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‘Useless’ combination drugs banned

‘Useless’ combination drugs banned
If some medicines are found to be “harmful” or even useless to consumers, the government or the apex drug regulator can ban them. Logically, such drugs should be banned before they hit the market and their samples make rounds of doctors’ chambers.  In fact, drugs can’t be sold in the market for public consumption without prior regulatory approval. Therefore, it is difficult to understand the government’s sudden ban on 344 drugs, last week, sending industry and trade in a tizzy and consumers of these medicines totally shocked and confused. Most of these medicines have been on the market for years, if not for decades, and are regularly prescribed by doctors. What did the government do all this time? The drug industry and trade are understandably up against the government order. They say the ban could cost them close to Rs. 4,000 crore. No one knows what it has already cost helpless consumers, who may be holding stocks of many of these drugs purchased from chemists over-the-counter or under prescriptions from medical practitioners.

To be honest, this is not the first time that “irrational” combination drugs have come under the official scanner.  The writings have been on the wall for several years. But, knowing fully well about how India’s government machinery operates, industry refused to take it seriously and expanded the range of combination drugs ever since the Central government’s Drug Price Control Order (DPCO) started to expand its ambit to fix the prices of more and more essential medicines. Combination drugs were an industry invention mostly to help drug producers bypass the government’s price control regime. However, this is not to suggest that all combination drugs are the bi-product of DPCO and all fixed dose combination (FDC) drugs are without “therapeutic justification” and “involve risk to human beings”.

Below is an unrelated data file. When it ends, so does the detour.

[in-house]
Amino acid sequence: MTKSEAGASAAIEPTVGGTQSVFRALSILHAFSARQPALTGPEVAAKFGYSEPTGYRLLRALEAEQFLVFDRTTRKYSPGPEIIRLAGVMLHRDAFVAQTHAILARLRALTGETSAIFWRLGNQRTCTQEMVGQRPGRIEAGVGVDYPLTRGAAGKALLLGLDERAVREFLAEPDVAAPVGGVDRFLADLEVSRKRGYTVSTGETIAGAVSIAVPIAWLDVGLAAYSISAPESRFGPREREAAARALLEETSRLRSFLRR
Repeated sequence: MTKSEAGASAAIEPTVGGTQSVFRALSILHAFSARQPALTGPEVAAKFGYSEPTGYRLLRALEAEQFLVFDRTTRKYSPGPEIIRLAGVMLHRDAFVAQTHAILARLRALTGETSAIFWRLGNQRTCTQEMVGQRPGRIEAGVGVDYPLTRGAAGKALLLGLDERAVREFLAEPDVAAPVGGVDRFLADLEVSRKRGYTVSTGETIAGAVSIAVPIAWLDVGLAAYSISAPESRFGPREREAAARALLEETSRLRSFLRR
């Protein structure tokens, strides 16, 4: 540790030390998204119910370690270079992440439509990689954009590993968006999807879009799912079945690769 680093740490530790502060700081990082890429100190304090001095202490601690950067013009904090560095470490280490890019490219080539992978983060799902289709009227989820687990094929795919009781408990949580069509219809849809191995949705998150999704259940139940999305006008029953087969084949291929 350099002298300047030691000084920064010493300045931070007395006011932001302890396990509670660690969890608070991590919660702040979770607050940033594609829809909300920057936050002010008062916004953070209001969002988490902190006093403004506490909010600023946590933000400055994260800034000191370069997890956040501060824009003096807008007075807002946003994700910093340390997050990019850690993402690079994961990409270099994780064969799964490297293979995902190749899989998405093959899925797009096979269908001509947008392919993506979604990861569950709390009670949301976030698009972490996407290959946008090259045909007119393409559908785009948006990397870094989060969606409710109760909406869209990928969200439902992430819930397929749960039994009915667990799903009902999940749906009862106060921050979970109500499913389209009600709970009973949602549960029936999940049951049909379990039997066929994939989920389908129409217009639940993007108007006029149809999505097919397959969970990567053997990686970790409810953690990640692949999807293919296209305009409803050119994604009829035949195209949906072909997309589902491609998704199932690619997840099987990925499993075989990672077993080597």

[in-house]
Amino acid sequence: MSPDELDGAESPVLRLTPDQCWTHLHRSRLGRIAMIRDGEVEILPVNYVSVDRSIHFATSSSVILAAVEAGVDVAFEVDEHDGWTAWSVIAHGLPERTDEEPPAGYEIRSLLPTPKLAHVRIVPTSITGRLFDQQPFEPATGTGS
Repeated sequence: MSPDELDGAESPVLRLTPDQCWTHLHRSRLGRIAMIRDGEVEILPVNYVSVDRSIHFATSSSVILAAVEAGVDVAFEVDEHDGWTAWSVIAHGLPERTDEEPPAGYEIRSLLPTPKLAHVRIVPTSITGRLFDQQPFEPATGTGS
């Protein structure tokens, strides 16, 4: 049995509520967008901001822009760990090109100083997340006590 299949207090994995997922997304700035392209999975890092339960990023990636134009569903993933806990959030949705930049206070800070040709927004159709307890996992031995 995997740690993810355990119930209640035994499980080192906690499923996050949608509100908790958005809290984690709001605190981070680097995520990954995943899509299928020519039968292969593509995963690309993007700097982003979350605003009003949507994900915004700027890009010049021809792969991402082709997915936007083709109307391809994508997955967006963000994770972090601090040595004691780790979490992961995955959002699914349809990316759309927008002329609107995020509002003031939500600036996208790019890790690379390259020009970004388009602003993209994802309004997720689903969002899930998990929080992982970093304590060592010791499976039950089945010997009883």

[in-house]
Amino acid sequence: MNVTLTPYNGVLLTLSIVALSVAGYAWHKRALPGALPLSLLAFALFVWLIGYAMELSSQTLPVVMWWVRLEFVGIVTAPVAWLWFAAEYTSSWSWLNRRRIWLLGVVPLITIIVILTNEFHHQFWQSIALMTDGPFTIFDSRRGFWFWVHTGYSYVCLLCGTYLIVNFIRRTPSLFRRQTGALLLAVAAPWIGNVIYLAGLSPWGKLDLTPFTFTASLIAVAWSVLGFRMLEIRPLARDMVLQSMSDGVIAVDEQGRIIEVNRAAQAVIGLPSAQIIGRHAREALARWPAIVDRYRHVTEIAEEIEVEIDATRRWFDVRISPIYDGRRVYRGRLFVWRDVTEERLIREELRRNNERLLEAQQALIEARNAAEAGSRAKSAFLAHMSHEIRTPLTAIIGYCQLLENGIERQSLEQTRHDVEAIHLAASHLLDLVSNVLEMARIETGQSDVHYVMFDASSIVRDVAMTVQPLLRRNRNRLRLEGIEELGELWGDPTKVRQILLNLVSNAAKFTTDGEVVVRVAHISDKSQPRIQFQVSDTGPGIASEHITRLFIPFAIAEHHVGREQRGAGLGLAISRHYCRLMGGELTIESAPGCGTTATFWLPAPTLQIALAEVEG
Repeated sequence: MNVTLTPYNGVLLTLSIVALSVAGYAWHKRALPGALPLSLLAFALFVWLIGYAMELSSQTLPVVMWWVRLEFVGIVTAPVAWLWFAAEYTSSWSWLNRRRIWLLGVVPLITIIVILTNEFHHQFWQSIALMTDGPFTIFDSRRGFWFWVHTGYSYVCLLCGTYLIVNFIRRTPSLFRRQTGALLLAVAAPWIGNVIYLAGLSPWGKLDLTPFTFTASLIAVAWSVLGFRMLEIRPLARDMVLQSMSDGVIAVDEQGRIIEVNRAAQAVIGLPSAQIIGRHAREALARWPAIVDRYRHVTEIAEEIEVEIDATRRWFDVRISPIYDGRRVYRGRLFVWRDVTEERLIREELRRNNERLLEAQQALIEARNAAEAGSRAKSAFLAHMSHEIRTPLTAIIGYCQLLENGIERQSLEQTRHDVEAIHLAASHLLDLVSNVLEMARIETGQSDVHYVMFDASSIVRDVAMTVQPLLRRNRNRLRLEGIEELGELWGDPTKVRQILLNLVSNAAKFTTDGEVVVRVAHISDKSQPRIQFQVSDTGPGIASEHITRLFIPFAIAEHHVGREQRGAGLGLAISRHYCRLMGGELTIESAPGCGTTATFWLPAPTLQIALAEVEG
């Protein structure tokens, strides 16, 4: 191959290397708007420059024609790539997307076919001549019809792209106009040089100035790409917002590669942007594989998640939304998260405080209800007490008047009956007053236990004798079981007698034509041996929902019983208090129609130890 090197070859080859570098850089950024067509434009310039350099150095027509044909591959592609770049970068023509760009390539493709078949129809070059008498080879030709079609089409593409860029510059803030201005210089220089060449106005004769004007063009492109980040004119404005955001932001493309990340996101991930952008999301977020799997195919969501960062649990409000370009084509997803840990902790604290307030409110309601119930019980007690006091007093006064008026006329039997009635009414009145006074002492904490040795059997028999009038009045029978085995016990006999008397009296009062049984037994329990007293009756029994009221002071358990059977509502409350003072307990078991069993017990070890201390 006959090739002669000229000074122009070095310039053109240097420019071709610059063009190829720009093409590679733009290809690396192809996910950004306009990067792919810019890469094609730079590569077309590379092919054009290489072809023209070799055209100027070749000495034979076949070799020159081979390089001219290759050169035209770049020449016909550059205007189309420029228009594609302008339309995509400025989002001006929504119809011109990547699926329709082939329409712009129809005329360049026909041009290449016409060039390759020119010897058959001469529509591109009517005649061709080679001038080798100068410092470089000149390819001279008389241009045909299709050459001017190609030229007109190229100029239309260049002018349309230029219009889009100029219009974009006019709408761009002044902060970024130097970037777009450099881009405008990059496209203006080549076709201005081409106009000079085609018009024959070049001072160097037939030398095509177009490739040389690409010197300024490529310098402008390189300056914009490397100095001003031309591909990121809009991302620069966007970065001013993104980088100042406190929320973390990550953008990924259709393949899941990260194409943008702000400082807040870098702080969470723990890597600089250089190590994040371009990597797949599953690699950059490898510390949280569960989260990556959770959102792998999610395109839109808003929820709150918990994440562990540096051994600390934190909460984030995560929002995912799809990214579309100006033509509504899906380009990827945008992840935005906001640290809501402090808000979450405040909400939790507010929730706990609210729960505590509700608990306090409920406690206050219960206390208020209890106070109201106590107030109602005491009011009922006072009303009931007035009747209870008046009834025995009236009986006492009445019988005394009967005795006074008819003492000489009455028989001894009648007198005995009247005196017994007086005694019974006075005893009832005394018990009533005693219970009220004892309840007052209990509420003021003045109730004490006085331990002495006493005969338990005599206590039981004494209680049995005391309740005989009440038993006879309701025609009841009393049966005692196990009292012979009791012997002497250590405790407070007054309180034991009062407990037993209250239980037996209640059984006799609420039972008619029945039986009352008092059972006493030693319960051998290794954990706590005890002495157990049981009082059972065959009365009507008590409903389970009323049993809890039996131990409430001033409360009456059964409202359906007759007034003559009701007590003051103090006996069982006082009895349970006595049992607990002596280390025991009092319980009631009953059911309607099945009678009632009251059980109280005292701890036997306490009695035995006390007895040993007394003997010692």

Last year, the government reviewed some 6,200 combination drugs, of which some 15-20 percent were considered absolutely “irrational”. Way back in 2007, state governments were asked to withdraw 294 combinations that were in the market without even the Central government approval. Drug companies and industry associations immediately used legal means to push back the government’s order. For reasons best known to the Congress-led UPA regime, the then government did not pursue the matter that had further emboldened the powerful pharmaceutical industry to experiment with this novel pricing and marketing route. This time too, industry and trade bodies have quickly sought a legal remedy to the government’s ban order and received short-term interim relief. Some of the companies have engaged expensive high-profile lawyers, including some former Congress ministers, to fight for them. The industry has also garnered the support of a section of practicing doctors, who ferry medicines through prescriptions, to contest the government’s claims about the utility and efficacy of these banned FDC drugs. Interestingly, a report by US healthcare provider IMS Health said almost half the drugs sold in India in 2014 were FDC, promoting the country as a world leader in combination drugs.